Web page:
Beyond Houston: Media Censor Opposition to School Transgender Bathroom, Locker Room Laws

Tuesday night, Houston voters rejected a bill propped up by the city’s lesbian mayor Annise Parker that would allow transgender men and women into the public bathroom of their choice.

This came after voters in Springfield, MO revoked a similar ordinance passed by the city’s council a few months prior. But the backlash doesn’t stop there. In Fairfax County, VA, Hillsboro, MO and Chicago, IL, parents and students have angrily protested against similar “non-discrimination” rules in their schools, in just this year alone.

In other words, most Americans reject the notion that biological men have the right to enter women’s locker rooms and bathrooms. Shocker. But that doesn’t fit the media’s left-wing LGBT agenda, so journalists downplay the opposition to these bills or don’t report on them at all.

Case in point: Nov. 3, CNN reported that a Chicago-area school district would have its federal funding cut if it did not comply with an order from the Department of Education. Previously, a transgender student filed a lawsuit with the ACLU demanding permission to change and shower in the girls’ locker room. The school district already allowed transgender students their own private bathrooms, but that wasn’t good enough for the student or the ACLU. The DOE ruled that the school district had thirty days to comply or lose Title IX funding.

Where were the networks on this story? Only ABC's Good Morning America gave a brief soundbite on the story Nov. 4. NBC and CBS have yet to report on it.

The same thing happened Aug. 31 at a St. Louis-area high school that prompted a backlash from parents and students. After parents protested a new transgender-protection school rule at a school board meeting, about 150 students staged a walk-out the following week. What brought this on, again, was a single transgender student who complained and invited the federal government to force the school to make a special exception.

Biologically male senior Lila Perry had been using the women’s facilities since the beginning of the school year, causing students to complain to their parents and the school after being exposed to Perry’s male anatomy. The school had a private, gender-neutral bathroom and locker room, but that wasn’t enough for the student who demanded entrance into opposite-sex private changing areas.

One student tweeted out a picture of the protest with this statement:

The only broadcast to cover this story was NBC’s Today Show which covered the news later that week on Sept. 2. In the brief segment, anchor Natalie Morales didn’t mention that the school already provided a gender-neutral bathroom or that Perry had exposed himself to girls in the restroom.

Again, virtually the same thing happened in Troy, OH, at the beginning of the school year. A biological female filed a Title IX lawsuit to force her school to allow her access to the men’s restroom. The school was forced to comply or lose federal funding.

These stories are cropping up around the country, and still the networks don’t find them newsworthy.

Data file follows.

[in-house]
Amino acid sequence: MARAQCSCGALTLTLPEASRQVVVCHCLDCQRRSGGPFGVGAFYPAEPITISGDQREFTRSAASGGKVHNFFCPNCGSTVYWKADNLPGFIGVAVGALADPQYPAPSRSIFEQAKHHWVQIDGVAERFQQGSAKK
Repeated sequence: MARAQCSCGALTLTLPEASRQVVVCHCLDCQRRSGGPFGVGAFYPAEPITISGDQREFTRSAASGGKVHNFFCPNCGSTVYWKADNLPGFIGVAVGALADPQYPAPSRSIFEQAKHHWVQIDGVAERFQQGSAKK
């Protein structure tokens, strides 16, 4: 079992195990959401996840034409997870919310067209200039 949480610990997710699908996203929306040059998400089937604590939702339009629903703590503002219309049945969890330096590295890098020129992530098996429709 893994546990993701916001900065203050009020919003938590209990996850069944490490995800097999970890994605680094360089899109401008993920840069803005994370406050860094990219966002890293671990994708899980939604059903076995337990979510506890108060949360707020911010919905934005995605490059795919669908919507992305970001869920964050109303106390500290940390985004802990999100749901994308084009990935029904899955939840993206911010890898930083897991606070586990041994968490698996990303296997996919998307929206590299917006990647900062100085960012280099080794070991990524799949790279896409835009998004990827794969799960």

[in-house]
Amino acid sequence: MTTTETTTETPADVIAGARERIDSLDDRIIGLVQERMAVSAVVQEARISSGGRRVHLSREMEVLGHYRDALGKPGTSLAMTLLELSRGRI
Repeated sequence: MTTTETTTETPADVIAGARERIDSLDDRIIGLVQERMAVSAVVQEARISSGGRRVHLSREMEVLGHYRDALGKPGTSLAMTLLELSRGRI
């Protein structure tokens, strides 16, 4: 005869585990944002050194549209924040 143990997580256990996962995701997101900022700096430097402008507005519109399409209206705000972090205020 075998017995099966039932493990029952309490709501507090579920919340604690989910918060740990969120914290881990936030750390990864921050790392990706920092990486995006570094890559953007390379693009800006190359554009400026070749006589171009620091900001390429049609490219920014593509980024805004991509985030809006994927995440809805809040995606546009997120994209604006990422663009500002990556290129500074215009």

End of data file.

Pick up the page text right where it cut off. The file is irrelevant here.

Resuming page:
Which brings us back to the first story of this year when there was a strong push against a proposed transgender rights measure. Under threat from the Department of Education, the Fairfax County, VA school district added “gender identity” to its class of protected students and teachers last May. Parents feared this would allow students and teachers who identified as the opposite gender to enter those locker rooms and bathrooms. Angry parents showed up at a school board meeting to protest the decision, but it passed anyway, under the threat of losing federal funding.

One board member explained to Fox News’ contributor Todd Starnes:

“While the underlying issue is somewhat sensational, it is the gravitas in overreach of the federal government and the implications thereof that is so very chilling. It could have implications for every public school district in the nation. If they’re going to come for us, they’re going to come to them next.”

Yet this pervasive government overreach -- and its backlash -- isn’t being reported. Only ABC’s Good Morning America reported on the above story, simply saying that parents had protested a “gender identity” clause being added. CBS and NBC did not report on it at all.

It’s not like the media simply doesn’t care about transgender issues; in fact, they care a little too much, as evidenced by the months they spent covering Bruce Jenner’s transition to “Caitlyn,” and the numerous segments on transgender kids (NBC Nightly News April 21 and 22, ABC’s The View July 8, ABC’s Nightline July 14, ABC’s Good Morning America Oct. 16, ABC’s Nightline Oct. 16, and on NBC’s Today July 24).

Perhaps it’s because the story doesn’t shed the LGBT cause in the best light. Complaining until you get what you want isn’t an admirable tactic. The only time the networks seemed to report on transgender stories is when there was popular support.

For example, on July 2 NBC’s Today, an entire segment was devoted to putting a Girls Scouts chapter in the limelight for returning a donation which came with the stipulation that it couldn’t be used on transgender Girl Scouts (i.e. biological boys).

NBC reporter Joe Fryer set up the interview with the Girls Scouts of Washington’s CEO as if he were talking to a martyr:

“There was not a moment of hesitation for you?” he asked, sympathetically.

Today hyped how the chapter received support all-around, even from celebrities like Amy Poehler. Fascinating how the media love to report on the times the LGBT community gets support from celebrities, but never report on the times the general public isn’t on board with their radical agenda.

As these stories become more and more common, can we expect the mainstream media to give a balanced report showcasing both sides? If history is any indicator, probably not.

Kristine Marsh's picture